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From statement 1, we know that the tens digit of K+9 is 3. However, we're also told that the last digit of k is non-zero. So the last digit cannot be 1.

If the units digit is from 2-9, if we add 9, we will have a carry over of 1 to the tens digit position. In order to get 3 in the tens position, the original number must be holding a 2 in the tens position.

Statement 1 is therefore sufficient.

From statement 2, we know the tens digit of K+4 is 2. However, we're also told the last digit of k is non-zero, so the last digit cannot be 6. It can be 1-5, 7-9. If the units digit is 1-5, the tens digit is 2. If the units digit is 7-9, the units digit is 1. Since we have two possible solutions, Statement 2 is not sufficient.

Thanks for the expln. guys. ywilfred, your reasoning makes it very easy to understand.
Well the OA is strangely A. Strangely coz vivek makes a valid point!! _________________

I would have chosen A as well because I did not think about the possibility of k being negative. How do you prevent yourself from overanalyzing a question like this? The negative case is a valid point...

Thanks for the expln. guys. ywilfred, your reasoning makes it very easy to understand. Well the OA is strangely A. Strangely coz vivek makes a valid point!!

Just out of curiosity, what is the source of this question? I doubt the OG would allow you to second guess the nature of the question (in this case, we're left wondering if the 3 digit number could be negative)

I got it as A too! So, being wrong sometimes has its advantages too... or am I wrong?

A is the OA given for this question. The only question was whether the 3 digit number can be negative, that's all. But I suppose ETS or Pearson will set questions that does not leave you in any doubt.

I would have chosen A as well because I did not think about the possibility of k being negative. How do you prevent yourself from overanalyzing a question like this? The negative case is a valid point...

I have exactly same question as you. I hope real test will not have questions with open scope.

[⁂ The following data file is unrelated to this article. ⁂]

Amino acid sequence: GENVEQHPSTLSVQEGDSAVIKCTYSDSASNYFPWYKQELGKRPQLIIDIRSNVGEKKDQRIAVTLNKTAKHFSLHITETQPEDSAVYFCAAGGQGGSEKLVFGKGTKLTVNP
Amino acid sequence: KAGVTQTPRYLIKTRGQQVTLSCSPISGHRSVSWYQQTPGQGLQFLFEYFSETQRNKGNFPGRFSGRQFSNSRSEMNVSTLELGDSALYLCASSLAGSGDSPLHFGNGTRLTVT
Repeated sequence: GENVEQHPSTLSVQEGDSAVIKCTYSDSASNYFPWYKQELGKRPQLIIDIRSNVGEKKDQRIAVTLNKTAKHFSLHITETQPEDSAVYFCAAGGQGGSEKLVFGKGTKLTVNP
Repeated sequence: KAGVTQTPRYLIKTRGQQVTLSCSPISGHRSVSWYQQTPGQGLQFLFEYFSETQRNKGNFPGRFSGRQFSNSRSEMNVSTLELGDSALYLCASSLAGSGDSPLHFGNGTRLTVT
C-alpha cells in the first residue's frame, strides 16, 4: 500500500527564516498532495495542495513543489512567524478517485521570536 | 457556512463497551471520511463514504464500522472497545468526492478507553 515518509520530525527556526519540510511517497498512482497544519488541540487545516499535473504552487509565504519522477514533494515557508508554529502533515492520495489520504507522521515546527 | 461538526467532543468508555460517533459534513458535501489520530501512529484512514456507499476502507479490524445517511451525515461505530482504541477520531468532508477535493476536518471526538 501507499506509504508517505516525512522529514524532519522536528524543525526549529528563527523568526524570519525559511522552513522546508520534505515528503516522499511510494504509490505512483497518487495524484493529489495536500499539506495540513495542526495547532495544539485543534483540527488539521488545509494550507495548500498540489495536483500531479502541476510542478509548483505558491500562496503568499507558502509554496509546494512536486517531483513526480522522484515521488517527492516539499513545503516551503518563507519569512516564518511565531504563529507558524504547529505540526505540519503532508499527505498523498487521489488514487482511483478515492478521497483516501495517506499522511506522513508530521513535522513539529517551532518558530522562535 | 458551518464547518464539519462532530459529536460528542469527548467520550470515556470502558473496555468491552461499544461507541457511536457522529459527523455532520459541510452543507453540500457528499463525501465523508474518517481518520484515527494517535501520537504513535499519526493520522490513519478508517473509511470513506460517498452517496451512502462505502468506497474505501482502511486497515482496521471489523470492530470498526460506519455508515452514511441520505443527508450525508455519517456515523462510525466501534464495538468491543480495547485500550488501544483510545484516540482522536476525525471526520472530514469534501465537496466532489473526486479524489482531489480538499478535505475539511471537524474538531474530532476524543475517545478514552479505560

ywilfred has a point.
So far, I have not seen any question by ETS (in OG or any other source) having any doubtful answer but at the same time I have seen couple of controversial questions in other non-ETS material. I think we should be careful, not to take our mistakes too seriously in such a material, just learn & move ahead...

Just wanted to put one of my learnings...
Whenever there is a DS question, which just says "a number",

Don't forget to check,

1) Can it be an integer
2) Can it be a floating ppoint number (or a fraction)
3) Can it be a zero (sometimes I made mistakes by ignoring it to be a zero)

& in each of 1) & 2) above,

a) can it be a negative (integer/float)
b) can it be a positive (integer/float)

Just wanted to put one of my learnings... Whenever there is a DS question, which just says "a number",

Don't forget to check,

1) Can it be an integer 2) Can it be a floating ppoint number (or a fraction) 3) Can it be a zero (sometimes I made mistakes by ignoring it to be a zero)

& in each of 1) & 2) above,

a) can it be a negative (integer/float) b) can it be a positive (integer/float)

Good roundup, Vivek.... and floating point number.. hmm.. computer engineering?

Harvard asks you to write a post interview reflection (PIR) within 24 hours of your interview. Many have said that there is little you can do in this...